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Legislative Message for the upcoming session with potential impact to the

       Self Storage industry.

8-17-2020- WA-SSA Legislative Update PowerPoint.pdf




  • Washington Self-Storage Association

    2020 Legislative Priorities

    February 13, 2019

    Written & Distributed from the Offices of Gjurasic, Kohl & Baldwin

    Public Affairs Consultants

    Issues of the20 Session

    The Washington State Legislature’s first day of session was on Monday, January 13, 2020.  We are in the 32nd day of the 60-day legislative session.  The first cutoff of bills to pass out of the policy committee, except for fiscal committees, was Friday, February 7.  The cutoff for bills to pass out of the Fiscal Committees was Tuesday, February 11 and Wednesday, February 19 is last day for bills to be considered in the house of origin and then there will be hearings in the opposite house.  The last day of session is on Thursday, March 12.  The passage of I-976 ($30 car tabs) which passed by 53% of the vote will be dominating the state Transportation Budget as it freezes funding and lowers and eliminates certain fees.  The impact will be reprioritization of certain transportation projects.  The final outcome with be decided at the Washington State Supreme Court, which will decide the legality of this initiative.

    2020 Legislative Issues: State

    Self-Storage Specific Legislative & Agency Issues 

  • 1.    SB 5957 - Strengthening consumer rights to personal property stored in self-storage units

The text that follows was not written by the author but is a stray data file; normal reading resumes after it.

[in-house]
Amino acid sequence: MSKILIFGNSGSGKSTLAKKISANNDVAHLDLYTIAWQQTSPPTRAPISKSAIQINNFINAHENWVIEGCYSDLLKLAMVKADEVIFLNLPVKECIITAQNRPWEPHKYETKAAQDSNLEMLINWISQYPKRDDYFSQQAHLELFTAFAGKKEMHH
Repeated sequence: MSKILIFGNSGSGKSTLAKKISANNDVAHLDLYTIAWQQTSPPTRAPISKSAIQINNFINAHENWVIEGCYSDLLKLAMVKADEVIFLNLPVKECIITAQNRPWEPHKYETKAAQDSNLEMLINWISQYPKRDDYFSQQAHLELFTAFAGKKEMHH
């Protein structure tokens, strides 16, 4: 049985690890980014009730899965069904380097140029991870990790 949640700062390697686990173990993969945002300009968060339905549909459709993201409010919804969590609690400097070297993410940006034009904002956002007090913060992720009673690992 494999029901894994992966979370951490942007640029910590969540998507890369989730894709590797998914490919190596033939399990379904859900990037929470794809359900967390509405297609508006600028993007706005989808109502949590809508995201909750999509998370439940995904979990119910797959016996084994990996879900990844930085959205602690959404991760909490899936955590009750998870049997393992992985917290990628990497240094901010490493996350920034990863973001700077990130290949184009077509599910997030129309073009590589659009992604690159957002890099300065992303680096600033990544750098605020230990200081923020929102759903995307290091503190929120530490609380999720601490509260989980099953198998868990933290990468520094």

·      Lengthens the time between late rent payments and the sale of personal, and when an owner may terminate the right of the occupant to the use of the storage space property from fourteen to twenty-eight consecutive days,

·      Caps late fees charged by self-storage facilities from reasonable fees to no more than twenty dollars or twenty percent of the monthly rental amount, whichever is greater, for each late rental payment; and shall not constitute a penalty for each month an occupant does not pay rent when due.  

In a meeting with Sen. Reuven Carlyle’s staff, he mentioned that SB 5957 will be re-introduced in the 2021 session and he will be in contact with us after session.  He claims a constituent attorney thought that costs and process applied to consumers needs to be revised.

Sponsors: Senator Carlyle

STATUS:                   DEAD – Senate Labor & Commerce Committee

2.    HB 2779 – Rent Control

Would place price and supply restrictions on housing supply in the State of Washington and limit the amount that a housing provider can charge for rent:

·      Washington Law current prohibits Rent Control anywhere in WA State.

·      Rent Control has failed in the other cities that have tried it. It won’t help Washington’s Housing Crisis.

·      We Need More Homes Not Less – Rent Control will increase costs and slash housing creation for Washington residents.

  • Sponsors:  Representatives Macri, Pollet, Gregerson, Ormsby, Dolan, Doglio, Morgan, Ramel, Ortiz-Self, Frame, Johnson, J., Chopp, Lekanoff

    STATUS:                   DEAD House Civil Rights & Judiciary Committee

  • 3.    SB 6492 - Addressing workforce education investment funding through business and occupation tax reform
  • ·      Eliminates the Workforce Education Investment Act (WEI Act) surcharges retroactively to January 1, 2020. 
  • ·      Replaces the current WEI Act surcharge with a 1.75 percent business and occupation (B&O) rate for most service activities beginning April 1, 2020.
  • ·      Imposes a 1.5 percent service activities B&O rate for hospitals, taxpayers subject to the advanced computing surcharge, and taxpayers with less than $1 million in gross receipts in the preceding calendar year beginning April 1, 2020. 
  • ·      Imposes an advanced computing surcharge of 1.22 percent of a business's gross service and other income beginning April 1, 2020.
  • Sponsors: Senators Pedersen, Rolfes, Wilson, C
  • STATUS:                   Governor Signed - Effective date 2/10/2020
  • 4.    HB 2907 – Business Excise Tax